There are a lot of articles on the subject of bridge deals. Ryan Lambert and Colton Praill have authored articles that see bridge deals in mostly negative light. And that’s fair. Bridge deals can go wrong at times. Giving a player more time to put up numbers and win awards while the salary cap grows means potentially paying more long-term that you might if you simply lock a player in immediately.
So why am I suggesting the bridge deal if they backfire so spectacularly and the NHL is going away from them?
Yes, for franchise level players it makes the most sense to avoid the bridge deal. Lock them up as early as possible for as little as possible. And assuming that as the cap grows, their percentage of the cap will fall and the deal will get eclipsed by others, making theirs look like a steal by comparison.
It does not make sense here.
Here, the Golden Knights should bet on history. And history suggests Karlsson’s sky-high value will be coming back down to earth very soon, and when it does, the team could end up saving money on the cap by showing patience.
Separating facts from the myths of shooting percentage
It is fair to say that 40-goal scorers are exceedingly rare in today’s NHL. As such, one might look at Karlsson’s 40-goal campaign and deduce that he must be an elite level talent. The kind that the team should look to skip the bridge deal with and lock up quickly to a long-term extension.
The truth is not that simple. And while it is not the popular opinion at the moment, it may in fact be that Karlsson is among the luckiest 40-goal scorers of the post-lockout era and is in line for a massive regression next season.
You’ve probably seen the word “sustainable”— or a variation of — thrown around a lot this season. No one thought what Vegas was doing was sustainable, for example.
There are those who believe what Karlsson has done this season is sustainable. Not just repeatable, but sustainable. That having gone the entire season with a sky-high shooting percentage is proof of that sustainability. That it is a product of talent and shot selection more than luck. That he “only shoots when he scores,” so to speak.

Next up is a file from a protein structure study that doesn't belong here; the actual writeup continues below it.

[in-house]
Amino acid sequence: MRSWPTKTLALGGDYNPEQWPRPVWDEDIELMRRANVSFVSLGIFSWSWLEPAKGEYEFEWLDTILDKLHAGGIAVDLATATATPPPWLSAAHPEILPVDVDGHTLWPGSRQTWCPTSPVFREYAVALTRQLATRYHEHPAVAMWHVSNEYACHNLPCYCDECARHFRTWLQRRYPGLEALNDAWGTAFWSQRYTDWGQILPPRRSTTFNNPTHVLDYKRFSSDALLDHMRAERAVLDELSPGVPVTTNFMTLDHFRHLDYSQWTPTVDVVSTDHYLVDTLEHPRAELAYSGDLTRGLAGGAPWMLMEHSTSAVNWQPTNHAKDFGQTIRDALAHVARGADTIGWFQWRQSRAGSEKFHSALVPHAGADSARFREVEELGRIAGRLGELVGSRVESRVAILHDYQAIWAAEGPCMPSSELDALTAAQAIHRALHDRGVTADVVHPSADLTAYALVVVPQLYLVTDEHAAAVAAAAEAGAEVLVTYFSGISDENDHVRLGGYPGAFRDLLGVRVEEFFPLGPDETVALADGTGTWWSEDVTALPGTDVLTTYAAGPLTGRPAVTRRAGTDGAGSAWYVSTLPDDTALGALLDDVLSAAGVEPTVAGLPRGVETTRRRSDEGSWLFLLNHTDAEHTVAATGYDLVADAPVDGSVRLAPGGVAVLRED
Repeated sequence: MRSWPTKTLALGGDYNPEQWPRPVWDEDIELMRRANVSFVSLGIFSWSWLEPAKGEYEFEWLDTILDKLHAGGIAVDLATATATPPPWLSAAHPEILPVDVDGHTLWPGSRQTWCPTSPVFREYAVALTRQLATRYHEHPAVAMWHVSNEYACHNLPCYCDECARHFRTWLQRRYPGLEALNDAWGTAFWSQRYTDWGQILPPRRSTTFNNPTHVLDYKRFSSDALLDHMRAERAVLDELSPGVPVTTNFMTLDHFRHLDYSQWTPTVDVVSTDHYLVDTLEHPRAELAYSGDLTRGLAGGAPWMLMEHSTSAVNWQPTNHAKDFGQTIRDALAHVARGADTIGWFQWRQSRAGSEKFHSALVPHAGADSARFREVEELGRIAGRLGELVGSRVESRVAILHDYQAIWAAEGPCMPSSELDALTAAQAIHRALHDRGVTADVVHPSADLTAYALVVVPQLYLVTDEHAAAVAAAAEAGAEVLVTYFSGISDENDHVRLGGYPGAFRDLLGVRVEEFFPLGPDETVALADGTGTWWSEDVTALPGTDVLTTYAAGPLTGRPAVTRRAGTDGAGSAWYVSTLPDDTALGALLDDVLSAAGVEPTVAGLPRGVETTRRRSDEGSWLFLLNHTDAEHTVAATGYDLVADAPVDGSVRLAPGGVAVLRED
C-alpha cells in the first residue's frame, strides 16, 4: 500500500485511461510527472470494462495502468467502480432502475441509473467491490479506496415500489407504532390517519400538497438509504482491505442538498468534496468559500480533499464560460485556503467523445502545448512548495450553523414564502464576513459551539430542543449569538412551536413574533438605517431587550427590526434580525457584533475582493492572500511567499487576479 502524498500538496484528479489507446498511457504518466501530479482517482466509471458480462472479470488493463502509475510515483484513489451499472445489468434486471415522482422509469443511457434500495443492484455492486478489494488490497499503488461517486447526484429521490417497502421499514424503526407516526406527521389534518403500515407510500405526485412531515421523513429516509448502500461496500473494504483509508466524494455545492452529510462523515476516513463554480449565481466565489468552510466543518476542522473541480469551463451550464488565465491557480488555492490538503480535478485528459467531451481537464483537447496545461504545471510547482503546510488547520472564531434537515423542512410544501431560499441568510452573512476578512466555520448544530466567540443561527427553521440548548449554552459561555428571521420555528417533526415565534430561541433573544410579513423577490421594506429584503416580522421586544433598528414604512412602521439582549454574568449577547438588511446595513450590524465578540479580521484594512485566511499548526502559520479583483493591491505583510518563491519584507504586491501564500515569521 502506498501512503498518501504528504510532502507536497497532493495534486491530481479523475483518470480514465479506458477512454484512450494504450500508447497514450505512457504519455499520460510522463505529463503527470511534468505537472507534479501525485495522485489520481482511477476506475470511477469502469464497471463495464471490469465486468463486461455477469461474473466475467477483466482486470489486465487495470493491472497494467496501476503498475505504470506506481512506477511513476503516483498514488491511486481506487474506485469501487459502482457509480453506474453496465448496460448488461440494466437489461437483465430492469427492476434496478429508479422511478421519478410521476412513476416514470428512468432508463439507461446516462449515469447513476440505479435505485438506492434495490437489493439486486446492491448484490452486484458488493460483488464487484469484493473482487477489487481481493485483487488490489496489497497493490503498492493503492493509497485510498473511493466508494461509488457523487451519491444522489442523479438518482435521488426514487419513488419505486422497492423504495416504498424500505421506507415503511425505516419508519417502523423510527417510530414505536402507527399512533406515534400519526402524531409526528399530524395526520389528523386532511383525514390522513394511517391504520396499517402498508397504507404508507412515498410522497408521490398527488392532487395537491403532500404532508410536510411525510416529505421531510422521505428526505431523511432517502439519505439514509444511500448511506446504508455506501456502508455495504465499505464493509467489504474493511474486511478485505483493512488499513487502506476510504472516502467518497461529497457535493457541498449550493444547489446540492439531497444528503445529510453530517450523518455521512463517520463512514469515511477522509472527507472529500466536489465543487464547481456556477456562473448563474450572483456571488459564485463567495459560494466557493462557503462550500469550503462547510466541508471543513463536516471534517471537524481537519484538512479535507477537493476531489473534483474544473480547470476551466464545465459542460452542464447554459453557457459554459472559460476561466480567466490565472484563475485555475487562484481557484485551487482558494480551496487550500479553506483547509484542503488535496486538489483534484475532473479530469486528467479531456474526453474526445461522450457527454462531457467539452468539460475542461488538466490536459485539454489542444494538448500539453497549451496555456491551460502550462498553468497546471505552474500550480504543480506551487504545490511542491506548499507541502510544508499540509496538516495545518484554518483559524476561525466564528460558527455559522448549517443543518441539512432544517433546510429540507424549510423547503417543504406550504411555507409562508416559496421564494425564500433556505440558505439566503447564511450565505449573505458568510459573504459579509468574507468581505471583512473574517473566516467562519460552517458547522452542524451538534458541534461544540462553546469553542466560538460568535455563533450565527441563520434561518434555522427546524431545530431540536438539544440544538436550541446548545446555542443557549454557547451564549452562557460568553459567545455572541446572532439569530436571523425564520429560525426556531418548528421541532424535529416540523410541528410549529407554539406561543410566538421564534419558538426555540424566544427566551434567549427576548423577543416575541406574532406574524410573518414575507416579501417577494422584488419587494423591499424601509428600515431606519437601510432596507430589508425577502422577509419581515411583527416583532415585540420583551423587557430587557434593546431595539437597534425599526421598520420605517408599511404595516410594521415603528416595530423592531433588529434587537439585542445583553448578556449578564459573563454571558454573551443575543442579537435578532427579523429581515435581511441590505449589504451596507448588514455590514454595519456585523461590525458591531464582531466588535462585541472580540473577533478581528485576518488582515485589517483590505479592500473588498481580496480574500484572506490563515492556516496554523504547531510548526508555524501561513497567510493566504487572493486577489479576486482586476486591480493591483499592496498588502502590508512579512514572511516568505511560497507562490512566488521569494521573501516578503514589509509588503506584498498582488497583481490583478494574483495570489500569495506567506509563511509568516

This misunderstands what people mean when they say that his shooting percentage is “unsustainable.”
Anything is “sustainable” over one season. Anything is repeatable in a bubble. Even numbers we know through history eventually regress to the mean such as shooting percentage in hockey or Batting Average on Balls In Play (BABIP) in baseball are repeatable. Sure, Karlsson might even do it next season.
However, it is unsustainable long-term over multiple seasons. Like, for example, over the multiple seasons the Golden Knights might be paying Karlsson for after his 40-goal campaign where he shot 23.4%. Not just this season, but next, and the one after, and even after that, and so on. That 23.4% is his new norm, and not just a blip.
For context, the average shooting percentage in the NHL was 9.3% in the 2017-18 regular season.
This is where the Golden Knights need to be aware of history and not allow hype and the misunderstanding of statistical regression to rewrite what we know to be true.
Here is a list of all shooters (excluding Karlsson) who have taken a minimum of 100 shots and averaged a shooting percentage over 20% since 2004-05.
You’ll notice two things.
The first, it’s a small list. 19 players in all, only one of whom repeated the feat over multiple seasons (Alex Tanguay). The second, that every player saw a regression in shooting percentage the following season and, for most, it came with a drop in production.
In fact, for many players their high shooting percentage year was their career year.